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Hexavalent chromium and lung cancer in the chromate industry: a quantitative risk assessment.

Authors
Park-RM; Bena-JF; Stayner-LT; Smith-RJ; Gibb-HJ; Lees-PSJ
Source
Risk Anal 2004 Oct; 24(5):1099-1108
NIOSHTIC No.
20025956
Abstract
The purpose of this investigation was to estimate excess lifetime risk of lung cancer death resulting from occupational exposure to hexavalent-chromium-containing dusts and mists. The mortality experience in a previously studied cohort of 2,357 chromate chemical production workers with 122 lung cancer deaths was analyzed with Poisson regression methods. Extensive records of air samples evaluated for water-soluble total hexavalent chromium were available for the entire employment history of this cohort. Six different models of exposure-response for hexavalent chromium were evaluated by comparing deviances and inspection of cubic splines. Smoking (pack-years) imputed from cigarette use at hire was included in the model. Lifetime risks of lung cancer death from exposure to hexavalent chromium (assuming up to 45 years of exposure) were estimated using an actuarial calculation that accounts for competing causes of death. A linear relative rate model gave a good and readily interpretable fit to the data. The estimated rate ratio for 1 mg/m3-yr of cumulative exposure to hexavalent chromium (as CrO3), with a lag of five years, was RR= 2.44 (95% CI = 1.543.83). The excess lifetime risk of lung cancer death from exposure to hexavalent chromium at the current OSHA permissible exposure limit (PEL) (0.10 mg/m3) was estimated to be 255 per 1,000 (95% CI: 109416). This estimate is comparable to previous estimates by U.S. EPA, California EPA, and OSHA using different occupational data. Our analysis predicts that current occupational standards for hexavalent chromium permit a lifetime excess risk of dying of lung cancer that exceeds 1 in 10, which is consistent with previous risk assessments.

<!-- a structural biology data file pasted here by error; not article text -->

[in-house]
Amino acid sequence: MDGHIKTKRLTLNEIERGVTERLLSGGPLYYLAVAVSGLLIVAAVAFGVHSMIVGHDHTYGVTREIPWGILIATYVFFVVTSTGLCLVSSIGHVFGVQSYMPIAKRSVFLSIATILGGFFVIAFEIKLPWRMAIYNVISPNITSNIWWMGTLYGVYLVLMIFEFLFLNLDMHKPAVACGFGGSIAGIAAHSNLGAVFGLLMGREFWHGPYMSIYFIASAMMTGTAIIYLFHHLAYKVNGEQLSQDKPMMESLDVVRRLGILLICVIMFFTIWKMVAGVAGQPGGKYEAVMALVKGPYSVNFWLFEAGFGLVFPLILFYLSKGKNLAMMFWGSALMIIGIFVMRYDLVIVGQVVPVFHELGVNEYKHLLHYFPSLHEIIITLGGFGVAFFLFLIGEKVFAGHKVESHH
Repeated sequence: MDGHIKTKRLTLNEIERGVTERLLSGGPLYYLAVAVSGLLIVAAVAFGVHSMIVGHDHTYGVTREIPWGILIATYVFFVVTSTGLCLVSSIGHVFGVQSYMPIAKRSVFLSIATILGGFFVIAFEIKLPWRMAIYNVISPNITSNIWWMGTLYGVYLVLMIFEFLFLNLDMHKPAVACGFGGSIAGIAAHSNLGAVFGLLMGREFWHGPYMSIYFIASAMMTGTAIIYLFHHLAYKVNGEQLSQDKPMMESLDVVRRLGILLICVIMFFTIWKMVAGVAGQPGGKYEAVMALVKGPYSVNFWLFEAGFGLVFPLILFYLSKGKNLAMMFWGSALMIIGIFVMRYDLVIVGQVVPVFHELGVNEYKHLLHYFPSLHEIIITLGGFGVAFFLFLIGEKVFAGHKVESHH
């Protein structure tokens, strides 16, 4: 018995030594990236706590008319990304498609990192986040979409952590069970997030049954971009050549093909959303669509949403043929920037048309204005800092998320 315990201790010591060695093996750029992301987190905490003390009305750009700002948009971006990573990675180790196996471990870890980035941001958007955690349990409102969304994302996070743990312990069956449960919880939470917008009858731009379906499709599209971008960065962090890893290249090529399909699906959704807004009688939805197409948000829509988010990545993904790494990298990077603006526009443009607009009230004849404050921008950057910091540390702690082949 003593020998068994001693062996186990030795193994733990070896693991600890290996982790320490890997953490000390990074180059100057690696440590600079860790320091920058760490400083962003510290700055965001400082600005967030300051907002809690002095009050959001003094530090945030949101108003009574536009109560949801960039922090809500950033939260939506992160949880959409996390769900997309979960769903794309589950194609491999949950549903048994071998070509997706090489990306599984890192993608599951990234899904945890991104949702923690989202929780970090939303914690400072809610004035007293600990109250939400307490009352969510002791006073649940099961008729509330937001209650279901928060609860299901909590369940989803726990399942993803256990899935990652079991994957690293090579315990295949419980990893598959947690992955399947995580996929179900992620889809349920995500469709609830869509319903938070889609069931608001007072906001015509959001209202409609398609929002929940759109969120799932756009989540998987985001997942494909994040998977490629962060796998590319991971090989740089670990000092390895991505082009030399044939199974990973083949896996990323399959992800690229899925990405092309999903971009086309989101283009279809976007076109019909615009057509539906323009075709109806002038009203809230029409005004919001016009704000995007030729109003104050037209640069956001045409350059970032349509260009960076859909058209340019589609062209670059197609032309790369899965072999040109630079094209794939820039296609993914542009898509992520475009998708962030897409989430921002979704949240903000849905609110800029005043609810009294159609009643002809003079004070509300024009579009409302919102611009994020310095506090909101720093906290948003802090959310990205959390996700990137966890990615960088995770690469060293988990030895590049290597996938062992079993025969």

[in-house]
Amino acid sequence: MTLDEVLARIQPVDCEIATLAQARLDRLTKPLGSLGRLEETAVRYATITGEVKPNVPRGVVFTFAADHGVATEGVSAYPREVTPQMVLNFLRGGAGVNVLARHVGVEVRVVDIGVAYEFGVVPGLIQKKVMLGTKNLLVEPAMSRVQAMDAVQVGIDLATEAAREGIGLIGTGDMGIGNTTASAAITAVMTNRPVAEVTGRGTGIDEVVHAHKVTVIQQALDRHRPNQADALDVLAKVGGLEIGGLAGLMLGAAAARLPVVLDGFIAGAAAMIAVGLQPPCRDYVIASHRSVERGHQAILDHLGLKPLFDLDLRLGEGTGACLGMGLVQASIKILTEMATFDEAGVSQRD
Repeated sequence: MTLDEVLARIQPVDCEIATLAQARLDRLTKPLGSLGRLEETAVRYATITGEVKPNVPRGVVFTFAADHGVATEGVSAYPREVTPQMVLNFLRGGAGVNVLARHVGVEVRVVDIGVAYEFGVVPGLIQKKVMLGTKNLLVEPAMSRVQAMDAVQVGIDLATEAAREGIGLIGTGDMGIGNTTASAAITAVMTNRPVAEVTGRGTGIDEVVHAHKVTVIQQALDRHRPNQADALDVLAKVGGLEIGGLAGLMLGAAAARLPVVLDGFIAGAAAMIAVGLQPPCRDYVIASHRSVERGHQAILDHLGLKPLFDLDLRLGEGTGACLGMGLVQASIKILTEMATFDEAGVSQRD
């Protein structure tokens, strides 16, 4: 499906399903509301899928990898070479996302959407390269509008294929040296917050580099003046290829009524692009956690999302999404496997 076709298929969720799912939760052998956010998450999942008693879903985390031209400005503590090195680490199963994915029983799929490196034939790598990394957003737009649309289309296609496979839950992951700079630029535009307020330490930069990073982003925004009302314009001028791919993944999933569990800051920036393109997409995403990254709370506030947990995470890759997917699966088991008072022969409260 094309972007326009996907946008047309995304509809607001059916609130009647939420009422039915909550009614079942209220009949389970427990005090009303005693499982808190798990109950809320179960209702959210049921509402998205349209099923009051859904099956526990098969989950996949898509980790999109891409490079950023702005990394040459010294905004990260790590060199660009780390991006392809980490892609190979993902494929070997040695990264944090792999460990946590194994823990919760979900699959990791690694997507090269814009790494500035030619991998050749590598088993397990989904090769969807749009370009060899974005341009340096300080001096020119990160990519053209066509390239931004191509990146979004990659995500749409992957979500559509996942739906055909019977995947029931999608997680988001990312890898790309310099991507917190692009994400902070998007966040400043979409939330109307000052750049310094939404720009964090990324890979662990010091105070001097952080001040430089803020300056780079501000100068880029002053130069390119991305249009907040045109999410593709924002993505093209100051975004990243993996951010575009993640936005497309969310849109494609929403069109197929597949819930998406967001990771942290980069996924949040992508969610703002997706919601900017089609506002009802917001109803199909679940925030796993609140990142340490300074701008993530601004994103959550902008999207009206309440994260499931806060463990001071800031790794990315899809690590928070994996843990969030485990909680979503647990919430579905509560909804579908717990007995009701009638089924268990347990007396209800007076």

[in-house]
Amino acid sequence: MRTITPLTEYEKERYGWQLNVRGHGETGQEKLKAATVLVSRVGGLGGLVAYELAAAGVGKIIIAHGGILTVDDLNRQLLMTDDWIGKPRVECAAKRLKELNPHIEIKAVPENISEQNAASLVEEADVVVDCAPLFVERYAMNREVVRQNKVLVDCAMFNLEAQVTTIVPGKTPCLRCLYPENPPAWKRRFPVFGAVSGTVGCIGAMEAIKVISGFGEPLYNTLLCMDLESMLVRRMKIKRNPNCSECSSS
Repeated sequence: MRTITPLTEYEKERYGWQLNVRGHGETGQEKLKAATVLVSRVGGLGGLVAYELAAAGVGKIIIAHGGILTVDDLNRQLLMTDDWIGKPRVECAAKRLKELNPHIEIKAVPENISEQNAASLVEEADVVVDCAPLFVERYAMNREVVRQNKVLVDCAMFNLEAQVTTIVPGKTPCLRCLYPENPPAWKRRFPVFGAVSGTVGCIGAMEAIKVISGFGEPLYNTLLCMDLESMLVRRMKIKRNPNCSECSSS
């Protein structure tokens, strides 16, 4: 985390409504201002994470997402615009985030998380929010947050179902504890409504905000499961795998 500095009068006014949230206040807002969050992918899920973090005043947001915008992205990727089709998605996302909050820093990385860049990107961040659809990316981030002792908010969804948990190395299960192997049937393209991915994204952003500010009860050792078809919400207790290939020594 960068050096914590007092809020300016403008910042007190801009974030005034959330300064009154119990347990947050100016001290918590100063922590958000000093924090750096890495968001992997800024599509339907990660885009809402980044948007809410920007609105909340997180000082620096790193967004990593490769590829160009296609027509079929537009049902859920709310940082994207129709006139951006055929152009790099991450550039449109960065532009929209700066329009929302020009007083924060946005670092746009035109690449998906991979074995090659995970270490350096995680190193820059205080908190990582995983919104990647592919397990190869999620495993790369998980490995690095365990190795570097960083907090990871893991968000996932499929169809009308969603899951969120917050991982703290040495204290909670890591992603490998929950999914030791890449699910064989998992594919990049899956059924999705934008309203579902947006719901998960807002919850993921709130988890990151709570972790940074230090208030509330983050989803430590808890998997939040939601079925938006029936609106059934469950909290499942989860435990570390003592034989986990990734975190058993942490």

Keywords
Lung-cancer; Lung-disorders; Lung-function; Hexavalent-chromium-compounds; Chemical-indicators; Chemical-industry-workers; Poisons; Racial-factors; Sex-factors; Risk-analysis; Demographic-characteristics; Humans; Epidemiology; Statistical-analysis
Contact
Robert M. Park, U.S. Department of Health and Human Services, Public Health Service, Centers for Disease Control and Prevention, National Institute for Occupational Safety and Health, 4676 Columbia Parkway, MS C-15, Cincinnati, OH 45226-1998
CODEN
RIANDF
CAS No.
7440-47-3
Publication Date
20041001
Document Type
Journal Article
Email Address
rhp9@cdc.gov
Fiscal Year
2005
NTIS Accession No.
NTIS Price
Issue of Publication
5
ISSN
0272-4332
NIOSH Division
EID
Source Name
Risk Analysis
State
OH
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